Posts Tagged ‘#johnthebaptist’

I love new beginnings.

Spring brings many of those, for it is a season of fresh starts, reawakening. The trees are beginning their blossom beautification to neighborhoods near and around me, with fluffy clouds of whites, pinks and corals. The bulbs, long cold in the ground are pushing their way through the humus, eager to pop all the colors of a rainbow, right there on the ground. I remember each spring, as a child, going for drives ‘in the country’ (I guarantee you, we already lived in the country) to see tree lined fields, inhabited by deer of all sizes and ages, out to forage for ground level nutrition.

In this lenten season, there is new afoot, in the dusty sandals of Jesus, but there was one before him.

I love the passage that speaks of this other man, found in Mark 1:1-15.

I love how Mark goes back, and then forward, back and then forward. It is as if he knows that we mortals will be on the lookout for evidence, for proof that what is reported it truth (which, lets face it, it a good thing and a common practise throughout the word of God).

The beginning of the good news about Jesus the Messiah, the Son of God, as it is written in Isaiah the prophet:

“I will send my messenger ahead of you, who will prepare your way”
“a voice of one calling in the wilderness, ‘Prepare the way for the Lord  make straight paths for him.’”

Mark begins his book declaring the start of good news … Genesis may have had a beginning of the world and everything in it, but this story is beginning with the good news … the Messiah!

But, Mark doesn’t then begin with his (first person) take on the life of Jesus, where they went, what they ate, who they talked to, or private jokes between them. No, he goes to the past, to the prophet Isaiah and what he foretold would happen, not just in regard to the Messiah, but those who also had a part to play in this good news.

In this case, his re-telling is about John the Baptist, the cousin who leapt for joy (in his mother’s womb) when he first encountered Jesus.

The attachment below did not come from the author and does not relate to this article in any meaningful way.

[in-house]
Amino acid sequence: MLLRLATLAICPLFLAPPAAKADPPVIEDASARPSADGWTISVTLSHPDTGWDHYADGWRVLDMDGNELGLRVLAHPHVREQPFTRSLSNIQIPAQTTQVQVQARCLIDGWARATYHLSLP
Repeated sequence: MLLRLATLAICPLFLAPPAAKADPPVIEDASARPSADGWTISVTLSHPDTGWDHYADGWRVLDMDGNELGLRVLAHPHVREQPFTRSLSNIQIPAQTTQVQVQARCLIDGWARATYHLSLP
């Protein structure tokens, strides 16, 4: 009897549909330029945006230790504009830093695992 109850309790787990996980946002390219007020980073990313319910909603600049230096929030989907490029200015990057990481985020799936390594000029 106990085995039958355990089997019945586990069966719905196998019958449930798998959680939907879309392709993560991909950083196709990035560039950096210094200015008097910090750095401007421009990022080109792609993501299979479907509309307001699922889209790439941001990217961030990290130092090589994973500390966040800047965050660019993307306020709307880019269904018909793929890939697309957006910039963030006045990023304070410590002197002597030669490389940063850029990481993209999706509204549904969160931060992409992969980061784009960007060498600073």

And so John the Baptist appeared in the wilderness, preaching a baptism of repentance for the forgiveness of sins. The whole Judean countryside and all the people of Jerusalem went out to him. Confessing their sins, they were baptized by him in the Jordan River. John wore clothing made of camel’s hair, with a leather belt around his waist, and he ate locusts and wild honey. And this was his message: “After me comes the one more powerful than I, the straps of whose sandals I am not worthy to stoop down and untie. I baptize you with water, but he will baptize you with the Holy Spirit.”

John was the messenger spoken of by Isaiah. The one who primed the pipe, so to say, preparing people for the grand entrance of the Good News.

Then we read of Jesus being baptized by John, followed by his time in the desert with the devil. Then, John, this messenger who heralded the arrival of the Messiah, was put in prison, his main task completed.

  • Let’s stop here a minute, because I think there is an important life application here for us today. John came, he had a job to do. My guess is that he knew God was with him in his task. He had followers (“The whole Judean countryside and all the people of Jerusalem went out to him“), yet, his life was not one that we modern Christ-followers expect, want or think we deserve. He lived simply, sparsely. He did the job of paving the way for the Messiah … and he was done … no accolades, no pat on the back (on this side of heaven), no book deals, no riches, not even a spot on Jesus’ team of disciples. And, though he was the messenger that even Isaiah spoke of, in the end, John kinda lost his head. There is a lesson here … doing what is right in the eyes of God does not guarantee good here on Earth … the only prosperity gospel that is biblical is “seek ye first the kingdom of God, and his righteousness; and all these things shall be added unto you” (Matthew 6:33).

Then, moving forward, we read of Jesus’ ministry beginnings,